An inquiry as to which British chefs and restaurants Gagnaire admired initially elicited a diplomatic response. " I can't really say who I like most - it depends on the mood," he protested, before relenting to reveal both Heston Blumenthal and the River Café as objects of his admiration.
And with the Observer's Jay Rayner an interested spectator in the audience, one sharp delegate asked the Gagnaire verdict on British food critics. "I love British gastronomy writers - I got nil out of 20 once for Sketch from one of them, so naturally I adore them!" he joked. He added: "Sometimes people write things just for the sake of creating trends and won't admit they like someone's food if they have already taken a stance before eating it. I like honesty. I don't mind if a writer hates my food, but I would like them to be honest."
Jay Rayner keynote and interview
Observer restaurant critic Jay Rayner hit out at the quality of service in British restaurants as he kicked off the conference with a keynote speech.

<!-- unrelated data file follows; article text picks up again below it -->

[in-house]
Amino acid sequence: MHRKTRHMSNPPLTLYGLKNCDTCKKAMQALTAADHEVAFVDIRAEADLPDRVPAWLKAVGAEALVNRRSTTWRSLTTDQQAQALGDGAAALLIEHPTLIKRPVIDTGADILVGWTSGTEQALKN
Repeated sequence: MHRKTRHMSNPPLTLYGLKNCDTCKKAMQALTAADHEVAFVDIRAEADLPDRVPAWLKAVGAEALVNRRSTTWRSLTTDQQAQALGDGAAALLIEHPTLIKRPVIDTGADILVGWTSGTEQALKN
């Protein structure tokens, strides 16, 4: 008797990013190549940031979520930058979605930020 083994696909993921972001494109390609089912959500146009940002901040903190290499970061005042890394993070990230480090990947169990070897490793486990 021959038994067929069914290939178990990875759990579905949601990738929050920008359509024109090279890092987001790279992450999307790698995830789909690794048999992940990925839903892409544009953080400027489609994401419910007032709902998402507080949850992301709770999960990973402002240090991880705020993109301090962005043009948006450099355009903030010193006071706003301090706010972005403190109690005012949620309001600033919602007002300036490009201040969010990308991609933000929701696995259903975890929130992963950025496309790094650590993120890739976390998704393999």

He said that while he believed "truly fantastic" things had happened in terms of restaurant food in this country during his seven years working for the Observer - such as Gordon Ramsay and Heston Blumenthal both receiving three Michelin stars, the growth of the gastropub movement and the mass market waking up to the fact that a significant proportion of the public want and expect good food at a reasonable price - service, he said, had not moved on.
"Food has improved markedly over the past seven years, but there's one part of the restaurant business that hasn't changed at all and that's service. I've concluded that things will only get better if you, the chef, make it your problem," he warned delegates. "A kitchen without a dining room is still a food business; a dining room without a kitchen is just a furniture showroom. It's no use to anyone."
Rayner went on to say that he felt that food served in British restaurants was being undermined by poor service. "If I'm asked what's wrong with service in the UK I'm afraid I'm going to tell you it's marked by amateurism, incompetence and at times an outright hostility to the customers they are meant to be serving. It is not, I have to tell you, just me whinging at you - this is what I get from readers week in, week out and I think I would be doing you a disservice if I didn't pass that on."